- 12.09.2019 19:00
Robert Frank traveled thousands of kilometers between America’s West and East Coasts, taking almost 30,000 photographs and making 500 films of people on society’s fringes. With his selection of just 83 black-and-white images for The Americans, he became a part of photographic history. When the book was published in Paris in 1959 (it came out one year later in English and German), Frank had already worked as a photographer for over a decade. However, only a few of his early works have ever been published or are known. He worked in a number of photo studios in Switzerland before emigrating to the US in 1947. There, he took photographs for Harper’s Bazaar under the art direction of Alexey Brodovitch, who had a major influence on him. Alongside commercial commisions for magazines including Life, McCall’s, Look, Charm, Vogue and Fortune, Frank began his quest for an individual visual language, which he tested out during his first journeys through Peru and Bolivia (1948) as well as Europe (1949–1953). Unusual camera settings, cropped figures, and motion blurring began to characterize his photographic style, which went on to have a lasting efect on postwar photography. Moreover, the time Frank spent in London (1951–52) and Wales (1953) heightened his awareness of class and race issues, which later influenced his distinctive style and choice of subject.
The exhibition Robert Frank . Unseen at C/O Berlin presents selected early works, including negatives, contact sheets, and vintage material as well as still-unpublished and unknown photographs taken during the photographer’s time in Switzerland and on his travels in Europe. The show presents the narrative power of a visual language that developed early in the artist’s career, though it only received international recognition in his later years.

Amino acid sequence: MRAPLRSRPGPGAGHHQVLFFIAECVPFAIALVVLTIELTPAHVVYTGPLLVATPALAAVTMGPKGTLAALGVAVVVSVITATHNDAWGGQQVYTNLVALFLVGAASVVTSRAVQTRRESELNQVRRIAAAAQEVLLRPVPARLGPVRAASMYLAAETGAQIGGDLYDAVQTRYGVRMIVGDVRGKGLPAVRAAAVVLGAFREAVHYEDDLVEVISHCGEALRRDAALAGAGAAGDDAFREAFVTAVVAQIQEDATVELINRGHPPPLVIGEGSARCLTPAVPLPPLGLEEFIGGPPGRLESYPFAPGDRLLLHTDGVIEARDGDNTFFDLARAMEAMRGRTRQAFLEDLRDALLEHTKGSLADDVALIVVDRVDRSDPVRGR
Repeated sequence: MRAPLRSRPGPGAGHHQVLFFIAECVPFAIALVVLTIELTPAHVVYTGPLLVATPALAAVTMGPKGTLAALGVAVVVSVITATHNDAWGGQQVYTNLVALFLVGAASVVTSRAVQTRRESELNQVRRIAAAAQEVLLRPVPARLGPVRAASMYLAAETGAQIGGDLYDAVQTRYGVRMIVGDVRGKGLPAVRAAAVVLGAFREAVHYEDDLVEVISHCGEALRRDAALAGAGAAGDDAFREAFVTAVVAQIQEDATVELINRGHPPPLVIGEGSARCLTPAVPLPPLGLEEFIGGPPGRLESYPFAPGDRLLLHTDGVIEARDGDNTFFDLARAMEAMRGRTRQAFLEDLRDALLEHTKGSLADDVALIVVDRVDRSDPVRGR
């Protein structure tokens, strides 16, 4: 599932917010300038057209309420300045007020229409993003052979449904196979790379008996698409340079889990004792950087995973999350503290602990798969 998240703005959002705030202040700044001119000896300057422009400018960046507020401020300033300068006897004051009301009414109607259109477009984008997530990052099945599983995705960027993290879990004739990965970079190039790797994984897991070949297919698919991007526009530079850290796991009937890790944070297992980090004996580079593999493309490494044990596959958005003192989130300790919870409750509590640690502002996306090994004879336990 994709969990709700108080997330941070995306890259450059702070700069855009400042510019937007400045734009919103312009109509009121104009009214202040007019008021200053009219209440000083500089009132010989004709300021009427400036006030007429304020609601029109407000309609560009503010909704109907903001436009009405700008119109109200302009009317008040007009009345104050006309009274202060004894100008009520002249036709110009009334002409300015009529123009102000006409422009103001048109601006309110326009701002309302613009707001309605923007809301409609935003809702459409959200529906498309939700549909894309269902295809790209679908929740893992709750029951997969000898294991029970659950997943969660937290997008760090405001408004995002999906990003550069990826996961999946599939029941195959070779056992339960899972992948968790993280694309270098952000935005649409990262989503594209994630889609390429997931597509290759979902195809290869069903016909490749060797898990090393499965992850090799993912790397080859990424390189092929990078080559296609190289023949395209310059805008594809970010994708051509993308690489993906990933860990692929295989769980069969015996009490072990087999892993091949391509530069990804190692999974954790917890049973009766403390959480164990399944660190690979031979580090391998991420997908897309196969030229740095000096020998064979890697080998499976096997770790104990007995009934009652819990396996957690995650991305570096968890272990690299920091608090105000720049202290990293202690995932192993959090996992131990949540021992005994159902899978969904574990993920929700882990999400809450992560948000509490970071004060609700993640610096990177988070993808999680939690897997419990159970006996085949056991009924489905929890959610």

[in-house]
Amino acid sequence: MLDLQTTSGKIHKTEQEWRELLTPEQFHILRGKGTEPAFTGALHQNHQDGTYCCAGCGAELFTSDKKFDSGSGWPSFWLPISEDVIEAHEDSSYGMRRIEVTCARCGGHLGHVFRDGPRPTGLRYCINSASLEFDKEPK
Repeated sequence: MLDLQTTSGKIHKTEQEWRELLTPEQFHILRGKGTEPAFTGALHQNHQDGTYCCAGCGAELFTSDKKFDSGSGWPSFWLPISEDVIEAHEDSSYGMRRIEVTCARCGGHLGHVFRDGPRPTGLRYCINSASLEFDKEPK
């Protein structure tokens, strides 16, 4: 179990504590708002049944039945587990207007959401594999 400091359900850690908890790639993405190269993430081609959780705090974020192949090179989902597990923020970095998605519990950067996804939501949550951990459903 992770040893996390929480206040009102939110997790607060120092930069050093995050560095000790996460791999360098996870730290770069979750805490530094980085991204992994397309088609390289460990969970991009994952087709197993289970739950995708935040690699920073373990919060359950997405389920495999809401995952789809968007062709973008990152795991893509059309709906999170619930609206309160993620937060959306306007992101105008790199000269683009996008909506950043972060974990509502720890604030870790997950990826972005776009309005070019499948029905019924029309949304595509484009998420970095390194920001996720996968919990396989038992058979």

Robert Frank (b. 1924 in Zürich) is among the most significant and influential visual artists of our time. After training as a photographer in a number of Swiss photo studios, Frank emigrated to New York in 1947. In 1950, he was invited by Edward Steichen to take part in the group exhibition Photographs by 51 American Photographers at the Museum of Modern Art, New York. In the same year, he became the first European to receive a grant from the renowned Guggenheim Foundation, to put together a comprehensive photographic report on the US. This resulted in the photobook The Americans (1959), which received a very critical reception at the time of its publication but is now an icon in the photobook genre. The comprehensive body of films Frank has produced since the late 1950s and was shown at C/O Berlin in 2009. His works have been exhibited worldwide, most recently at the photography festival Les Rencontres d’Arles (2018), Albertina, Vienna (2018), Art Institute of Chicago (2017), Museum Folkwang, Essen (2014) and Tate Modern, London (2004). Frank lives in New York and in Nova Scotia, Canada.